Health monitoring of rolling element bearing using a spectrum searching strategy

Mingquan Qiu1 , Wei Li2 , Zhencai Zhu3 , Bo Wu4 , Gongbo Zhou5

1, 2, 3, 4, 5School of Mechatronic Engineering, China University of Mining and Technology, Xuzhou, 221116, P. R. China

1, 2, 3, 4, 5Jiangsu Key Laboratory of Mine Mechanical and Electrical Equipment, China University of Mining and Technology, Xuzhou, 221116, P. R. China

2Corresponding author

Journal of Vibroengineering, Vol. 19, Issue 6, 2017, p. 4231-4246. https://doi.org/10.21595/jve.2017.18331
Received 12 March 2017; received in revised form 14 June 2017; accepted 19 June 2017; published 30 September 2017

Copyright © 2017 JVE International Ltd. This is an open access article distributed under the Creative Commons Attribution License, which permits unrestricted use, distribution, and reproduction in any medium, provided the original work is properly cited.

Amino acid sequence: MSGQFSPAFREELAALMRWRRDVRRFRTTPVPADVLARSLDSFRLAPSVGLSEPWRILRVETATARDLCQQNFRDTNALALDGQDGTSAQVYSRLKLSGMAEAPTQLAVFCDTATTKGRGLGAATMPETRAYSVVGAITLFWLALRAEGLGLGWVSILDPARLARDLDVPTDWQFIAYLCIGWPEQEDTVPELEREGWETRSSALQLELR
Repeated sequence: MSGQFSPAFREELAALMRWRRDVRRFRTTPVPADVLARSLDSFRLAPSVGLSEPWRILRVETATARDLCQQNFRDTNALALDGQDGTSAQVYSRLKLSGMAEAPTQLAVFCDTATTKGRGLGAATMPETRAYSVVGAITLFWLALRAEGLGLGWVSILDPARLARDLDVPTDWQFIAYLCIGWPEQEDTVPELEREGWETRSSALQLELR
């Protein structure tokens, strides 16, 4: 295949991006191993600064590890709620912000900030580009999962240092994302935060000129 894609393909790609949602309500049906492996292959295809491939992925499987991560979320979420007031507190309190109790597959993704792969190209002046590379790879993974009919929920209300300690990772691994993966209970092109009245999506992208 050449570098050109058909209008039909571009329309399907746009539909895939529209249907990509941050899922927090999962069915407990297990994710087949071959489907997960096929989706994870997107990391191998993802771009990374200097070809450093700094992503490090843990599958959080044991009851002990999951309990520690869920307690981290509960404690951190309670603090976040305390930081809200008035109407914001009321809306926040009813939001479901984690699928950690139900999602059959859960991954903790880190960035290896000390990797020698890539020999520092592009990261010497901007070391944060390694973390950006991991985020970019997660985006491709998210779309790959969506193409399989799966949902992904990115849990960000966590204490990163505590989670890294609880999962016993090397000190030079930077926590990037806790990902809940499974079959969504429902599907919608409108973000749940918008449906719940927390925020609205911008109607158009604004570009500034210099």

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Abstract.

Aiming at achieving early fault diagnosis and tracking the degradation process of bearings, we propose a novel monitoring methodology using a spectrum searching strategy in this paper. Firstly, a vibration signal is collected with appropriate sampling frequency and length. Secondly, the structural information of spectrum (SIOS) on a predefined frequency grid is constructed through a searching algorithm after deriving the single-sided FFT spectrum. Finally, the two-dimensional (2-D) line plot of the frequency grid versus the average power in SIOS is employed to conduct fault detection and the sum of the largest six total-power (SLSTP) of the frequency grid in SIOS is calculated as a health indication to demonstrate the changes in the bearing’s health status. The performance of the proposed scheme is validated with both simulation and bearing data. Experimental results show that the monitoring algorithm could manifest satisfactory behaviors in early fault diagnosis and health assessment of bearings.

Keywords: bearing, health assessment, fault detection, spectrum searching.

1. Introduction